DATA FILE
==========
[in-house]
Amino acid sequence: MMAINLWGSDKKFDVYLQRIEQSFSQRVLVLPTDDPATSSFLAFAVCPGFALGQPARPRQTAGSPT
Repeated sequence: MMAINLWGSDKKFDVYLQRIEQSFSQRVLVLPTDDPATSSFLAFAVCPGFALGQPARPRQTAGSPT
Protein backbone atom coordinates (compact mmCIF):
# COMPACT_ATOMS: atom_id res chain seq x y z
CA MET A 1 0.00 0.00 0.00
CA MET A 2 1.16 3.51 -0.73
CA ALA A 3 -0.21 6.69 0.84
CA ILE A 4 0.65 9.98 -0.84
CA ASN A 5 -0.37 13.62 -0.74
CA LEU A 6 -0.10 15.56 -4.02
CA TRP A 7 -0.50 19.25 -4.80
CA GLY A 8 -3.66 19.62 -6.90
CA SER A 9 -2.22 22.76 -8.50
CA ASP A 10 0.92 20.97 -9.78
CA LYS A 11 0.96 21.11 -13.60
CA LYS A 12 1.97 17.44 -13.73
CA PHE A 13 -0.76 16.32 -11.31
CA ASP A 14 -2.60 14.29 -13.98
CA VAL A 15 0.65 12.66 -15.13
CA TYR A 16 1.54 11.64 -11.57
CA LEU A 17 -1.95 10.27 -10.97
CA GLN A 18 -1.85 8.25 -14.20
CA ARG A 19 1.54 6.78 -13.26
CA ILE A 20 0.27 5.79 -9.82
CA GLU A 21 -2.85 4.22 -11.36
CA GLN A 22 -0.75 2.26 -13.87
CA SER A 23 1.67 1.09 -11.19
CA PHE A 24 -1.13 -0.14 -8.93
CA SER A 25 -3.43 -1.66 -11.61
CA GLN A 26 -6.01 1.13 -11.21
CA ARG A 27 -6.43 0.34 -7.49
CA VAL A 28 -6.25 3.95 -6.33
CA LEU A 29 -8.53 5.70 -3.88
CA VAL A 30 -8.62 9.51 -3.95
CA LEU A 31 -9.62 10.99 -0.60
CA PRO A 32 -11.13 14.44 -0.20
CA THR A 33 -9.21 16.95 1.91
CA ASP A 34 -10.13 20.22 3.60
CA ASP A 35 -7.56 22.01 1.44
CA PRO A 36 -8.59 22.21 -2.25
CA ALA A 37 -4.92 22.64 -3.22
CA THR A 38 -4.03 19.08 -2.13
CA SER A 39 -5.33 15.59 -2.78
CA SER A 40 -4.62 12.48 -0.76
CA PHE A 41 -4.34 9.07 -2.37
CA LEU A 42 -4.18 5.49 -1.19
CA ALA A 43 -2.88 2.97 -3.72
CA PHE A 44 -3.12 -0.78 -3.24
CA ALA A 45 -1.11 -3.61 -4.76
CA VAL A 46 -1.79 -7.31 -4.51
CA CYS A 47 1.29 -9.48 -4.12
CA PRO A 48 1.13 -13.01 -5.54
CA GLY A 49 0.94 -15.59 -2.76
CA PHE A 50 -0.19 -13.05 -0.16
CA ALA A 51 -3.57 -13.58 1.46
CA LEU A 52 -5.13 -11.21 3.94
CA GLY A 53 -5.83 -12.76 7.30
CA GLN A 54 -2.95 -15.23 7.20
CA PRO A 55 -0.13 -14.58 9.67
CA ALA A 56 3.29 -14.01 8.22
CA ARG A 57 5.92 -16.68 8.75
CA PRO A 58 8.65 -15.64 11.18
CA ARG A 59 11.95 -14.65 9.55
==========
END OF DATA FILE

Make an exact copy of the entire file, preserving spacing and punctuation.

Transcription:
[in-house]
Amino acid sequence: MMAINLWGSDKKFDVYLQRIEQSFSQRVLVLPTDDPATSSFLAFAVCPGFALGQPARPRQTAGSPT
Repeated sequence: MMAINLWGSDKKFDVYLQRIEQSFSQRVLVLPTDDPATSSFLAFAVCPGFALGQPARPRQTAGSPT
Protein backbone atom coordinates (compact mmCIF):
# COMPACT_ATOMS: atom_id res chain seq x y z
CA MET A 1 0.00 0.00 0.00
CA MET A 2 1.16 3.51 -0.73
CA ALA A 3 -0.21 6.69 0.84
CA ILE A 4 0.65 9.98 -0.84
CA ASN A 5 -0.37 13.62 -0.74
CA LEU A 6 -0.10 15.56 -4.02
CA TRP A 7 -0.50 19.25 -4.80
CA GLY A 8 -3.66 19.62 -6.90
CA SER A 9 -2.22 22.76 -8.50
CA ASP A 10 0.92 20.97 -9.78
CA LYS A 11 0.96 21.11 -13.60
CA LYS A 12 1.97 17.44 -13.73
CA PHE A 13 -0.76 16.32 -11.31
CA ASP A 14 -2.60 14.29 -13.98
CA VAL A 15 0.65 12.66 -15.13
CA TYR A 16 1.54 11.64 -11.57
CA LEU A 17 -1.95 10.27 -10.97
CA GLN A 18 -1.85 8.25 -14.20
CA ARG A 19 1.54 6.78 -13.26
CA ILE A 20 0.27 5.79 -9.82
CA GLU A 21 -2.85 4.22 -11.36
CA GLN A 22 -0.75 2.26 -13.87
CA SER A 23 1.67 1.09 -11.19
CA PHE A 24 -1.13 -0.14 -8.93
CA SER A 25 -3.43 -1.66 -11.61
CA GLN A 26 -6.01 1.13 -11.21
CA ARG A 27 -6.43 0.34 -7.49
CA VAL A 28 -6.25 3.95 -6.33
CA LEU A 29 -8.53 5.70 -3.88
CA VAL A 30 -8.62 9.51 -3.95
CA LEU A 31 -9.62 10.99 -0.60
CA PRO A 32 -11.13 14.44 -0.20
CA THR A 33 -9.21 16.95 1.91
CA ASP A 34 -10.13 20.22 3.60
CA ASP A 35 -7.56 22.01 1.44
CA PRO A 36 -8.59 22.21 -2.25
CA ALA A 37 -4.92 22.64 -3.22
CA THR A 38 -4.03 19.08 -2.13
CA SER A 39 -5.33 15.59 -2.78
CA SER A 40 -4.62 12.48 -0.76
CA PHE A 41 -4.34 9.07 -2.37
CA LEU A 42 -4.18 5.49 -1.19
CA ALA A 43 -2.88 2.97 -3.72
CA PHE A 44 -3.12 -0.78 -3.24
CA ALA A 45 -1.11 -3.61 -4.76
CA VAL A 46 -1.79 -7.31 -4.51
CA CYS A 47 1.29 -9.48 -4.12
CA PRO A 48 1.13 -13.01 -5.54
CA GLY A 49 0.94 -15.59 -2.76
CA PHE A 50 -0.19 -13.05 -0.16
CA ALA A 51 -3.57 -13.58 1.46
CA LEU A 52 -5.13 -11.21 3.94
CA GLY A 53 -5.83 -12.76 7.30
CA GLN A 54 -2.95 -15.23 7.20
CA PRO A 55 -0.13 -14.58 9.67
CA ALA A 56 3.29 -14.01 8.22
CA ARG A 57 5.92 -16.68 8.75
CA PRO A 58 8.65 -15.64 11.18
CA ARG A 59 11.95 -14.65 9.55